II. Epidemiology

  1. Incidence: 1 in 500 live births (1 in 6000 live births for midgut rotation)
    1. Half the Incidence of Pyloric Stenosis
  2. Typically diagnosed in infants and children
    1. First month of life presentation in 60-85% of cases
    2. Diagnosis by age 1 year in 90% of cases

III. Pathophysiology

  1. Congenital Anomaly affecting the normal Embryonic rotation of the gut
  2. Foregut, midgut and hindgut develop independently
  3. Midgut rapidly develops at 4 to 6 weeks, Herniating at the Umbilicus, then returning to the Abdomen at 8-10 weeks
    1. Midgut normally rotates 270 degrees counterclockwise around its blood supply
    2. BCL6 gene defects result in altered midgut rotation
      1. Non-rotation (most common), incomplete rotation or reverse rotation may occur
      2. Anomalous fixation of the mesentery may also occur
  4. Duodenojejunal junction with abnormal position
    1. Absent ligament of Treitz
    2. Duodenal C-Loop absent, and duodenum instead malpositioned to the right of spine
    3. Jejunum and cecum are positioned in the right upper quadrant

IV. Signs

  1. Presents as Midgut Volvulus in 75% of cases
    1. Of these, 75% present in the first month (most in first week)
    2. Presents as an infant with acute Bilious Emesis and Abdominal Distention

V. Differential Diagnosis: Midgut Volvulus

VI. Imaging

  1. Malrotation: Upper gastrointestinal series
    1. False Positive and False Negatives in 15% of cases
    2. Lower Test Specificity in older children and adults (compared with infants and young children)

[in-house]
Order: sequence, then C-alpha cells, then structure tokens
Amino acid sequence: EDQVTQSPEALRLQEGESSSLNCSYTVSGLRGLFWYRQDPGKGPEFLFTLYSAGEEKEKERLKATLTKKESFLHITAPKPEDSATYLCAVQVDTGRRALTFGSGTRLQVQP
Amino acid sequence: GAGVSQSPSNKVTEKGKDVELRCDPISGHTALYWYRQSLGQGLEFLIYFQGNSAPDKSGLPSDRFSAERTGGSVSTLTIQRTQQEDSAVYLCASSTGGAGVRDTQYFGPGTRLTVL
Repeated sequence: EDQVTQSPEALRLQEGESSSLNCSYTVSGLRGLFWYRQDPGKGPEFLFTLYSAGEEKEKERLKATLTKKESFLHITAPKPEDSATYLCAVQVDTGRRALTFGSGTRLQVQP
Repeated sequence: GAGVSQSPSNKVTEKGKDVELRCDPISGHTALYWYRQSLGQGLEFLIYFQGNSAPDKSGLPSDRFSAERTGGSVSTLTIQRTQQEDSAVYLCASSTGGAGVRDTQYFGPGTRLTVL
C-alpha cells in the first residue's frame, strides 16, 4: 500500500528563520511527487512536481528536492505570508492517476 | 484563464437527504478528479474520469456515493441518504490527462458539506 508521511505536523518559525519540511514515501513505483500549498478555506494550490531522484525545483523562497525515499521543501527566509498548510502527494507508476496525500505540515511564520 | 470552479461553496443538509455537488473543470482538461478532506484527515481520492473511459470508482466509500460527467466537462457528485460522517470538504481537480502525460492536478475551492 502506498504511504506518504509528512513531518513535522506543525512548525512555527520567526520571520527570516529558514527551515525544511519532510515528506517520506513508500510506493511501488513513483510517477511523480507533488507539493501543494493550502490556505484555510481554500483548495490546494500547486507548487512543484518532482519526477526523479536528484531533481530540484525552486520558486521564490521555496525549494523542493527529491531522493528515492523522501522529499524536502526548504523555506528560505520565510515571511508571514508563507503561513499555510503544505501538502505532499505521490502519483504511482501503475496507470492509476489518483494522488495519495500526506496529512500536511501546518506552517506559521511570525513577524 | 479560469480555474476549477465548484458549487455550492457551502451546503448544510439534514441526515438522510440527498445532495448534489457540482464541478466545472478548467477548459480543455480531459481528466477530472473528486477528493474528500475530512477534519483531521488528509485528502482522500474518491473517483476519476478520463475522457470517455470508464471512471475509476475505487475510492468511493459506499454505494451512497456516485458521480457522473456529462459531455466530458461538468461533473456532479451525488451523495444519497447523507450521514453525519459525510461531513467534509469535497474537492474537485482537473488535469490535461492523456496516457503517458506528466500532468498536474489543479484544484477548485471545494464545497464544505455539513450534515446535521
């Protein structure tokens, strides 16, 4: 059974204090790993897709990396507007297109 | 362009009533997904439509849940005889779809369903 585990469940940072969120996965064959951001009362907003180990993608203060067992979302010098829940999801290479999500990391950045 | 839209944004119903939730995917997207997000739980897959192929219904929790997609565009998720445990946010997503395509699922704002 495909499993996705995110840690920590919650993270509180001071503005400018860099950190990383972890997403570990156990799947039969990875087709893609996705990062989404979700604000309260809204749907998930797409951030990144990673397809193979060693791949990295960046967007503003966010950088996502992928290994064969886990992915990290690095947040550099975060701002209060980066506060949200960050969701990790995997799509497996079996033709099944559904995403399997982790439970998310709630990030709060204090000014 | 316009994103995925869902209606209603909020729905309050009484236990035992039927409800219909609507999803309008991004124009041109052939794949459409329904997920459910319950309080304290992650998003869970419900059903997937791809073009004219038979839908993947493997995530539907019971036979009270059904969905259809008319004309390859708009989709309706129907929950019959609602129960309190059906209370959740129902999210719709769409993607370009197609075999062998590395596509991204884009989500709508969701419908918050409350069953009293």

2. Acute Midgut Volvulus: Abdominal Xray
    1. Often non-specific
    2. Dilated Stomach and proximal duodenum with intervening pylorus (Double Bubble Sign)
      1. Double-Bubble is also seen in Duodenal Atresia (typically diagnosed in newborn nursery)

VII. Risk Factors: Associated Syndromes

  1. Familial Intestinal Malrotation
  2. Marfan Syndrome
  3. Prune Belly Syndrome
  4. Chromosomal abnormalities
    1. Trisomy 13
    2. Trisomy 18
    3. Trisomy 21
  5. Other conditions (e.g. Cat-eye, Cantrell, Cornelia de Lange, Coffin-Siris, Heterotaxy, and Apple-Peel atresia)

VIII. Associated Conditions

  1. Kidney and ureter absence
  2. Biliary atresia
  3. Congenital Diaphragmatic Hernia
  4. Duodenal Atresia or Small Bowel stenosis
  5. Gastroschisis
  6. Hirschprung Disease
  7. Imperforate anus
  8. Intussusception
  9. Meckel Diverticulum
  10. Omphalocele
  11. Pyloric Stenosis

IX. Management

  1. Acute Midgut Volvulus
    1. Emergent Surgical Intervention
    2. Mesenteric Infarction and necrosis starts within first 3 hours of onset

X. Complications

  1. Midgut Volvulus (75%)
    1. Consider in any toxic appearing infant with Bilious Emesis
    2. Differential Diagnosis includes Pyloric Stenosis, Duodenal Atresia
  2. Small Bowel Obstruction
  3. Malabsorption

XII. References

  1. Jones (2022) Crit Dec Emerg Med 36(2): 14-5
  2. Applegate (2006) RadioGraphics 26:1485-500 [PubMed]

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